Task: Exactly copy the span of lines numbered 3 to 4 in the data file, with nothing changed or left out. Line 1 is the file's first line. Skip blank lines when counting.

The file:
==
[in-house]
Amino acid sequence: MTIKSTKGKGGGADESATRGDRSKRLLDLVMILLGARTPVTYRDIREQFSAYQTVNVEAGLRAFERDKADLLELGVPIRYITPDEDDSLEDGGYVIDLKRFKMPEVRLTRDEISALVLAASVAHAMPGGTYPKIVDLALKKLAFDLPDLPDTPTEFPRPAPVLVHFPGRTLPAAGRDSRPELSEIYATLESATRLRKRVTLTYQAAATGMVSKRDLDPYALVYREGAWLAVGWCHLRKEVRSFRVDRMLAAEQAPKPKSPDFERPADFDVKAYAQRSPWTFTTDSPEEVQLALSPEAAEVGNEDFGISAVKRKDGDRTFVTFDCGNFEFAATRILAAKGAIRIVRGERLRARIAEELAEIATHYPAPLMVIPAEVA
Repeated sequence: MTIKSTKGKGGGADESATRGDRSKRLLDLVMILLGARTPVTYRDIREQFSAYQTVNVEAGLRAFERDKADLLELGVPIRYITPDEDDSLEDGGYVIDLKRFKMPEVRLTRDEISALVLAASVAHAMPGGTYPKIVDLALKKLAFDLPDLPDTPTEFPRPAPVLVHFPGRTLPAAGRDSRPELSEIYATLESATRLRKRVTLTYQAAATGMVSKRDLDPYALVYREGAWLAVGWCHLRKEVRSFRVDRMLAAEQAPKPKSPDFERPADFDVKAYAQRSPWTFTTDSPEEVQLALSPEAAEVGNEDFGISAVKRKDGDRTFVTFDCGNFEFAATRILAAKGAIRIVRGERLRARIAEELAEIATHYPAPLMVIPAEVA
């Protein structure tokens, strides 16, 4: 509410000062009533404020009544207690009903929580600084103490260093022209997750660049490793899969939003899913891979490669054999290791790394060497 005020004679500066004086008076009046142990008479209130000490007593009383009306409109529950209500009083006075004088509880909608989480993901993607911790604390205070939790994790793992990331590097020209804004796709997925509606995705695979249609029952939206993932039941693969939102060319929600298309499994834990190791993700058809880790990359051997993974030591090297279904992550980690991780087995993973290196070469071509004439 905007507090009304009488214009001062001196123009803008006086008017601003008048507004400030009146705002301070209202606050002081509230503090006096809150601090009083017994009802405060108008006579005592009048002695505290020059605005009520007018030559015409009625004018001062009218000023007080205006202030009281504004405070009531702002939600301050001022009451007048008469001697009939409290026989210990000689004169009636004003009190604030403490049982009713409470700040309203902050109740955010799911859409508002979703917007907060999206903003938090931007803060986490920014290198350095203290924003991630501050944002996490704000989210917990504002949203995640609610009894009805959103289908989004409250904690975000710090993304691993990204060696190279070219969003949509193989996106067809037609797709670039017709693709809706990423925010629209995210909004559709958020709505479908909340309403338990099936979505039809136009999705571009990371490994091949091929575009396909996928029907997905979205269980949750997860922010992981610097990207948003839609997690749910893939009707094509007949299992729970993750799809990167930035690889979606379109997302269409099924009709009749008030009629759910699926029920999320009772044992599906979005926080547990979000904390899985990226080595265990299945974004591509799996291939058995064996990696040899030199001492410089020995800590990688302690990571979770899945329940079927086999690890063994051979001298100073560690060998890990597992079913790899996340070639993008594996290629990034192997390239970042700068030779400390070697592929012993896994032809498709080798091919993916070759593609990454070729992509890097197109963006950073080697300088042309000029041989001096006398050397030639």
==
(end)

Repeated sequence: MTIKSTKGKGGGADESATRGDRSKRLLDLVMILLGARTPVTYRDIREQFSAYQTVNVEAGLRAFERDKADLLELGVPIRYITPDEDDSLEDGGYVIDLKRFKMPEVRLTRDEISALVLAASVAHAMPGGTYPKIVDLALKKLAFDLPDLPDTPTEFPRPAPVLVHFPGRTLPAAGRDSRPELSEIYATLESATRLRKRVTLTYQAAATGMVSKRDLDPYALVYREGAWLAVGWCHLRKEVRSFRVDRMLAAEQAPKPKSPDFERPADFDVKAYAQRSPWTFTTDSPEEVQLALSPEAAEVGNEDFGISAVKRKDGDRTFVTFDCGNFEFAATRILAAKGAIRIVRGERLRARIAEELAEIATHYPAPLMVIPAEVA
């Protein structure tokens, strides 16, 4: 509410000062009533404020009544207690009903929580600084103490260093022209997750660049490793899969939003899913891979490669054999290791790394060497 005020004679500066004086008076009046142990008479209130000490007593009383009306409109529950209500009083006075004088509880909608989480993901993607911790604390205070939790994790793992990331590097020209804004796709997925509606995705695979249609029952939206993932039941693969939102060319929600298309499994834990190791993700058809880790990359051997993974030591090297279904992550980690991780087995993973290196070469071509004439 905007507090009304009488214009001062001196123009803008006086008017601003008048507004400030009146705002301070209202606050002081509230503090006096809150601090009083017994009802405060108008006579005592009048002695505290020059605005009520007018030559015409009625004018001062009218000023007080205006202030009281504004405070009531702002939600301050001022009451007048008469001697009939409290026989210990000689004169009636004003009190604030403490049982009713409470700040309203902050109740955010799911859409508002979703917007907060999206903003938090931007803060986490920014290198350095203290924003991630501050944002996490704000989210917990504002949203995640609610009894009805959103289908989004409250904690975000710090993304691993990204060696190279070219969003949509193989996106067809037609797709670039017709693709809706990423925010629209995210909004559709958020709505479908909340309403338990099936979505039809136009999705571009990371490994091949091929575009396909996928029907997905979205269980949750997860922010992981610097990207948003839609997690749910893939009707094509007949299992729970993750799809990167930035690889979606379109997302269409099924009709009749008030009629759910699926029920999320009772044992599906979005926080547990979000904390899985990226080595265990299945974004591509799996291939058995064996990696040899030199001492410089020995800590990688302690990571979770899945329940079927086999690890063994051979001298100073560690060998890990597992079913790899996340070639993008594996290629990034192997390239970042700068030779400390070697592929012993896994032809498709080798091919993916070759593609990454070729992509890097197109963006950073080697300088042309000029041989001096006398050397030639």